It's called the "sex shot," and it's shaking up the Republican presidential campaign.
But the tense discussion over the HPV vaccine at Monday's CNN/tea party-sponsored GOP debate also has shaken doctors who have spent years trying to educate parents about the need to vaccinate their daughters against cervical cancer, the second leading cause of female cancer mortality worldwide, according to the World Health Organization.
Now, they fear, their job just got more difficult.
Andrew Sword, a gynecologist with practices in six offices around Pittsburgh's suburbs, spent Wednesday talking to more than two dozen young patients in Brentwood -- about half of whom had been vaccinated or were willing to be, half of whom "had no interest at all."
"That's pretty typical for vaccines overall," Dr. Sword said, and while he has seen the number of teens getting the HPV vaccine increase in recent years, "the resistance I see sometimes comes from parents who may be extremely uncomfortable associating their teens with sexuality. This vaccine has always had a connotation with sex that others don't."
But he and other doctors thought that resistance to the vaccine had faded -- and then presidential hopeful Michele Bachmann suggested Tuesday that the HPV vaccine is "dangerous."
In an interview with Fox News, the Minnesota congresswoman said a woman "came up crying to me ... She told me her daughter was given that vaccine. She told me her daughter suffered mental retardation as a result of that vaccine. There are very dangerous consequences."
O. Marion Burton, president of the American Academy of Pediatrics, quickly issued a statement: "There is absolutely no scientific validity to this statement. Since the vaccine has been introduced, more than 35 million doses have been administered and it has an excellent safety record."
During Monday's debate, Ms. Bachmann was trying to shoot down the conservative credentials of her GOP rival for the nomination, Texas Gov. Rick Perry, who unsuccessfully had pushed to make the vaccine mandatory for girls in Texas.
"There is a debate to be had about the state mandating shots, but when you start distorting the facts about the safety or effectiveness of the shot, that in itself can become a public health issue," said Jonathan Pletcher, clinical director of adolescent medicine at Children's Hospital of Pittsburgh of UPMC.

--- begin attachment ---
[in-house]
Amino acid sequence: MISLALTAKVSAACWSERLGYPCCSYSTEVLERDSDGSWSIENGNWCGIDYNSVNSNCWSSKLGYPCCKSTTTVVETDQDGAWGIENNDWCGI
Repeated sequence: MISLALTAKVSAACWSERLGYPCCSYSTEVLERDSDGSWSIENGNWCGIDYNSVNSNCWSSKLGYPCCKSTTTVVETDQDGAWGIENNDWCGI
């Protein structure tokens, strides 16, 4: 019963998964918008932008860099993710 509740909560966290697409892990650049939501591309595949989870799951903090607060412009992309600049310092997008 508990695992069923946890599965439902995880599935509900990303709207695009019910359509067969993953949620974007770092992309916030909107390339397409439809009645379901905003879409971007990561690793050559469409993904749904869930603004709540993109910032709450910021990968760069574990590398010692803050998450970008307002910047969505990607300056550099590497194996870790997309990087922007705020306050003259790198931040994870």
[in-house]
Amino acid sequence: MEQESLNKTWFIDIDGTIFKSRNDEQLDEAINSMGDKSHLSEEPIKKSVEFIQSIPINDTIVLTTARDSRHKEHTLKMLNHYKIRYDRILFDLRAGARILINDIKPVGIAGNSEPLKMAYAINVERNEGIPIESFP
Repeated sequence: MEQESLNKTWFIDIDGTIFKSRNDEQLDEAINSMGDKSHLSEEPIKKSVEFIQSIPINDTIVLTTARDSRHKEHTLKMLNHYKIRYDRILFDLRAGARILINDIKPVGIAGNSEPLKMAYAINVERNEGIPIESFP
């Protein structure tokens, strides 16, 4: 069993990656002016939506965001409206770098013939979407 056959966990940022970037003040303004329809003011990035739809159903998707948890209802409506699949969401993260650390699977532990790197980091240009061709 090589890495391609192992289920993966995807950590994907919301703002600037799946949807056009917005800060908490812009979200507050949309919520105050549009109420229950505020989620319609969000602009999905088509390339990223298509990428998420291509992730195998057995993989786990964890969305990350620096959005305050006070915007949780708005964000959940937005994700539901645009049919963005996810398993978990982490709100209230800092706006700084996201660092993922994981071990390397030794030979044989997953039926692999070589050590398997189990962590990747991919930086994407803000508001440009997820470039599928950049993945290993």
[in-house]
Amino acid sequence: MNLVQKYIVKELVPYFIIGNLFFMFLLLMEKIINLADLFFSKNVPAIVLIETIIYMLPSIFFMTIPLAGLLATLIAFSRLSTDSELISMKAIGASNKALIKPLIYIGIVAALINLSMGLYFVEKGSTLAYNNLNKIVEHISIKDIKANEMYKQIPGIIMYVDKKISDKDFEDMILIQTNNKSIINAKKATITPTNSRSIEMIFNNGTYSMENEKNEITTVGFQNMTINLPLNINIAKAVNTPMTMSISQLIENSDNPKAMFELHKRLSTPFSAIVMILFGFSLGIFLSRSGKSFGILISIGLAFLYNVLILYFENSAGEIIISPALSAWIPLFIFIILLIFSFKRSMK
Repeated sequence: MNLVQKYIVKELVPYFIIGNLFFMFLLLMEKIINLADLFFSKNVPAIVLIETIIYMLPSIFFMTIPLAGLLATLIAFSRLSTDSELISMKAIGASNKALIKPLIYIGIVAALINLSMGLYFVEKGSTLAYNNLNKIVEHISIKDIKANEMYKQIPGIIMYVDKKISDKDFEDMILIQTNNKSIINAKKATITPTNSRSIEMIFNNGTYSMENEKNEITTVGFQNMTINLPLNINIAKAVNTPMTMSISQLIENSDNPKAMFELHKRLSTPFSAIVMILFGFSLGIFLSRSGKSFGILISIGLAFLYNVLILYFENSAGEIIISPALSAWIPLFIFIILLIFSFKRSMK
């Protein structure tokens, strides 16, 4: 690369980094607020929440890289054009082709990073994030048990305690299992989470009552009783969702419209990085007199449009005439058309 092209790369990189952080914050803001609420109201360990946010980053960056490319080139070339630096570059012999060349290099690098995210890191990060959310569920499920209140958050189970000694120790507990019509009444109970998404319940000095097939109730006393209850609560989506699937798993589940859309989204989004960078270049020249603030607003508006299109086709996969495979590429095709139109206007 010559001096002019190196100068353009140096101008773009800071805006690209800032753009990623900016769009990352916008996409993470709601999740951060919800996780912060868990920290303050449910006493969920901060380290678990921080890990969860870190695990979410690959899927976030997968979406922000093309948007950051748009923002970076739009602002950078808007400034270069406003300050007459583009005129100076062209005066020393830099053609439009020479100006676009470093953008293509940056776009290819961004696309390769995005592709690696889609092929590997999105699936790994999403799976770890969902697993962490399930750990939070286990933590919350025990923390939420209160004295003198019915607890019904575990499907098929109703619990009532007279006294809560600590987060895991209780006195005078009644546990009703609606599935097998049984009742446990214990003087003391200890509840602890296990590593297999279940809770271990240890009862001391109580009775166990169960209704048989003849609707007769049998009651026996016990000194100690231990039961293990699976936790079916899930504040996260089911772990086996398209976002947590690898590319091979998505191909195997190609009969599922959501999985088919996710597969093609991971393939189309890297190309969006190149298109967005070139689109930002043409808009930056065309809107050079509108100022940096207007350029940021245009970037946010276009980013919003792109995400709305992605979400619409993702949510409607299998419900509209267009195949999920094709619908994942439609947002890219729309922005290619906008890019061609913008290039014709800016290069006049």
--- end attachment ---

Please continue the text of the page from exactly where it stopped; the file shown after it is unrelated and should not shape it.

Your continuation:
The HPV vaccine protects against human papillomavirus, the most common sexually transmitted disease, which can cause cervical cancer and genital warts. But it has been a tough sell since it came out in 2006.
While the number of adolescents age 13 to 17 getting the vaccine -- and those numbers include boys -- has increased since 2006, the numbers vary significantly by state and are far from the nearly total coverage that health professionals had wanted.
Three doses of the vaccine are administered, according to a set schedule that requires the second shot after two months and the third after six months.
According to the Centers for Disease Control and Prevention, the number of young people receiving one dose went from 44.3 percent to 48.7 percent between 2009 and 2010. Those receiving all three doses rose from 26.7 percent to 32 percent.
In Pennsylvania, 52 percent of those between age 13 and 17 received the first dose in 2010, according to the CDC, a figure that hovers somewhere in the middle between 29 percent in Mississippi and 87.9 percent in New Hampshire.
"That's a lot lower than it should be," said Mary Anne Jackson, chief of pediatric infectious diseases at Children's Mercy Hospitals and Clinics in Kansas City. As a member of the American Academy of Pediatrics, she chaired the committee that first recommended that children get the vaccine after it became available in 2006.
Of the 35 million doses administered since then, there have been 19,000 reports of side effects -- mostly sore arms, she said. Some have reported fainting, but that is about fear of blood or a needle as opposed to what's contained in the vaccine itself.
Only Virginia and the District of Columbia mandate the vaccine -- although parents can opt out of the requirement.
"Vaccine-hesitant" parents, as they're called in the medical community, have risen in numbers in recent years, first over the diphtheria-pertussis-tetanus vaccine -- which was feared to cause Sudden Infant Death Syndrome -- followed by a firestorm of controversy over worries that autism was related to other vaccines.
"Pediatric practitioners deal every day with vaccine-hesitant families," Dr. Jackson said. "It's hard to have this discussion with families, how it works, what it does. Plus you have to get teenagers back three times, and that's been proven very difficult."
Elizabeth Wettick, medical director at the University of Pittsburgh Student Health Service, said "something of a sea change" had occurred in recent years -- with students either vaccinated against HPV by the time they came to college or willing to be.
The school, courtesy of the Allegheny County Health Department, is able to provide free vaccinations and, as of this year, has vaccinated 164 students -- admittedly "a drop in the bucket," given the 20,000 to 25,000 patients it sees a year.
Still, "most people have already been vaccinated when they come to college," she said, adding that the HPV vaccination is more common among females and is growing slowly among males, who are now allowed to get the vaccine to slow transmission of the virus.
The county health department has given HPV vaccine shots since 2007. That year, 645 people were immunized. In 2008, the number rose to 953, it dropped to 900 in 2009 and to 760 in 2010. As of Sept. 9 of this year, 547 people have received the shot.
While the vast majority who were vaccinated were females, "we have recently noticed that more males are coming in for it," said Guillermo Cole, department spokesman.
Mackenzie Carpenter: email@example.com or 412-263-1949.